AppleScripting Google Desktop

Thursday, June 28, 2007 at 5:49 PM

Posted by Dave MacLachlan, Mac Software Engineer

Most people aren't aware that Google Desktop has a simple, but powerful, AppleScript interface. You can use this interface to write scripts that search with Google Desktop. The most basic script allows you to quickly search for some text:

tell application "Google Desktop"

search for "happy"

end tell


This will return an array of search results. A search result is a record containing the title, snippet, and URL of the result, along with other details. So if you wanted to display just the title of the first result, you could do this:

tell application "Google Desktop"

set results to search for "We wish"

set a to title of item 1 of results

end tell

display dialog a


Or if you wanted to open the first result:


tell application "Google Desktop"

set results to search for "you a"

set a to URL of item 1 of results

end tell

open location a


The "search for" command has several more powerful options, some of which are exclusively available in the scripting interface. Suppose you want to search for results between two dates:

tell application "Google Desktop"

set startDate to date "Monday, July 17, 2006 00:00:00 "

set endDate to current date

search for "happy" after date startDate before date endDate

end tell


Or, let's say you want to find only email results:


tell application "Google Desktop"

search for "birthday" restrict to email

end tell


Or, finally, you'd like to do an exact search (as opposed to a prefix search, which is the default):


tell application "Google Desktop"

search for "hoff" without prefix match

end tell

Of course, you can use all of this directly from the command line using osascript.


There are several other options for "search for" and a few other simple commands hidden within the dictionary, so poke around and see what you can do.





Congratulations Amit, the Mac team is proud of you!

Thursday, June 07, 2007 at 5:31 PM

2007
http://www.mactech.com/articles/mactech/Vol.23/23.06/2007MacTech25/index-003.html

2006
http://www.mactech.com/articles/mactech/Vol.22/22.08/2006MacTech25/index.html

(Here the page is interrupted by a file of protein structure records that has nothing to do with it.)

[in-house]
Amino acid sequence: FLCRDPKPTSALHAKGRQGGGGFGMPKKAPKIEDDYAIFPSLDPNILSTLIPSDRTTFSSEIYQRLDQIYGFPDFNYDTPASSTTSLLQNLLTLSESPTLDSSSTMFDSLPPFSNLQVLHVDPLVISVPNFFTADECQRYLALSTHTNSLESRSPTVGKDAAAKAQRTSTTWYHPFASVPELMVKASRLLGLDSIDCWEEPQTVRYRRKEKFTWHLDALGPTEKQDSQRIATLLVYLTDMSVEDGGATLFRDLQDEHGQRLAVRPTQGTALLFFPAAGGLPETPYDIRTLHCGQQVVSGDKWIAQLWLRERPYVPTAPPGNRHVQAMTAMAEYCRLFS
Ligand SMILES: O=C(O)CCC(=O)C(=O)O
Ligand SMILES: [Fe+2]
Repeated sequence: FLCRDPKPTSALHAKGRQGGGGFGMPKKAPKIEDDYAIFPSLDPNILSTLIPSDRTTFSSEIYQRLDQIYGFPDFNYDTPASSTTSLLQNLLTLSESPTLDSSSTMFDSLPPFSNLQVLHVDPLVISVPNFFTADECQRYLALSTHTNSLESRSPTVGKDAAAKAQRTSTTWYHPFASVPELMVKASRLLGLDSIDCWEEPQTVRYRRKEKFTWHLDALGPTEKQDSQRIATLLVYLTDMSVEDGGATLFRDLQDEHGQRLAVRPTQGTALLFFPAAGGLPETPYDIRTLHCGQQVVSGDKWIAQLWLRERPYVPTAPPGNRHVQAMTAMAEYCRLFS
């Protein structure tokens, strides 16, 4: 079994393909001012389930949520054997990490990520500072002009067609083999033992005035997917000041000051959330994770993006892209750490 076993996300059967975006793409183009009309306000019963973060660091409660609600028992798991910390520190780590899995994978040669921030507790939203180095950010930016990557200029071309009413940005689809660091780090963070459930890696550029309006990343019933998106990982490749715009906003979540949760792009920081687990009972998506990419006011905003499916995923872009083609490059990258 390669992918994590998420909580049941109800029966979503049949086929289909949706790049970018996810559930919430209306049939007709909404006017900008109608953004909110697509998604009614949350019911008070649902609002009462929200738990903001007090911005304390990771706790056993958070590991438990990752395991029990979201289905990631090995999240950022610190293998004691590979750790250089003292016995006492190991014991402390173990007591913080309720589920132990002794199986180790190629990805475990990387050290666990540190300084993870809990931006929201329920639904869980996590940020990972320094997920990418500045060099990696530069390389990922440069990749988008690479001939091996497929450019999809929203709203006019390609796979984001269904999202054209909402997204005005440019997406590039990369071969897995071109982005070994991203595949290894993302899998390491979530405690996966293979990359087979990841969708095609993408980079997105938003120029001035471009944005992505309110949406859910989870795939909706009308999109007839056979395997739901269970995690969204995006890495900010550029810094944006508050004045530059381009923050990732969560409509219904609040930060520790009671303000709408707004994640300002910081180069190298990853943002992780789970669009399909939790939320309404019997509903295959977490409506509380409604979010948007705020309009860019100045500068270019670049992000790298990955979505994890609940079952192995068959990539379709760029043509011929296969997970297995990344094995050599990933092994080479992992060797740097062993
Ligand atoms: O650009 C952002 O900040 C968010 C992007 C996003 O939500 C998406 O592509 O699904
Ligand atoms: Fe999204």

Picasa Web Albums meets Google data APIs

Tuesday, June 05, 2007 at 6:17 PM

Posted by Greg Robbins, Mac Software Engineer

My parents enjoy it when I bring them printouts of my favorite photos, but the rest of my family and friends are happier just to get links to the pictures. With the Mac uploaders for Picasa Web Albums, it's quick and easy to put my photos on Google's servers.

But there's a lot more to share besides snapshots. Maybe you've created an avatar for your online world and you'd like to show your creativity to friends who live "outside." Or consider this: security cameras and webcams can capture suspicious activity. Those could go into a Picasa Web Album, and be monitored like any other RSS feed. Almost every Mac application can extend its reach by sharing online. And with Google Data APIs, there's no need for a specialized server. Any application can let you share your data with your Google Account.

Now that Picasa Web Albums has a Google data API, I've updated the open-source Objective-C Client Library to make it easy for developers to share photos from their applications. Here's what it looks like for a programmer adding the picture SunsetPhoto.jpg to the album "My Best Photos":


GDataServiceGooglePicasaWeb* service =
[[GDataServiceGooglePicasaWeb alloc] init];

[service setUserCredentialsWithUsername:@"my.account@gmail.com"
password:@"mypasswd"];

// get the URL for the album
NSURL *albumURL = [GDataServiceGooglePicasaWeb
picasaWebFeedURLForUserID:@"my.account" albumID:nil
albumName:@"MyBestPhotos" photoID:nil kind:nil access:nil];

// set a title and description for the new photo
GDataTextConstruct *title, *desc;
title = [GDataTextConstruct textConstructWithString:@"Sunset Photo"];
desc = [GDataTextConstruct textConstructWithString:@"A nice day"];

GDataEntryPhoto *newPhoto = [GDataEntryPhoto photoEntry];
[newPhoto setTitle:title];
[newPhoto setPhotoDescription:desc];

// attach the photo data
NSData *data = [NSData dataWithContentsOfFile:@"/SunsetPhoto.jpg"];
[newPhoto setPhotoData:data];
[newPhoto setPhotoMIMEType:@"image/jpeg"];

// now upload it
GDataServiceTicket *ticket;
ticket = [service fetchPicasaWebEntryByInsertingEntry:newPhoto
forFeedURL:albumURL
delegate:self
didFinishSelector:@selector(addPhotoTicket:finishedWithEntry:)
didFailSelector:@selector(addPhotoTicket:failedWithError:)];


The new library includes sample code that shows developers how to browse albums, add tags, display upload progress, and take advantage of the full Picasa Web Albums API. So now you can encourage the developer of your favorite application to make it easy and free for you to share your work online, too.

Google Desktop for the Mac 1.0.3

Friday, June 01, 2007 at 9:11 AM

Posted by: Rose Yao, Mac Product Manager

Just wanted to let everyone know about a new update for Google Desktop for the Mac. We've been reading your emails, blogs, and comments, so we focused this update on making Google Desktop faster and fixing the bugs that we hear the most about. We have also updated Google Updater in this release with a lot of great bug fixes. You can check out our release notes for more details. If you have Google Desktop installed, you don't need to do anything to get the update, we'll deliver it to you automatically. If you want to try the latest version of Google Desktop, go to desktop.google.com/mac.

P.S. For all the Mac developers out there, we've also added a new XML based query API that is supported on the PC and the Mac. Learn more about it!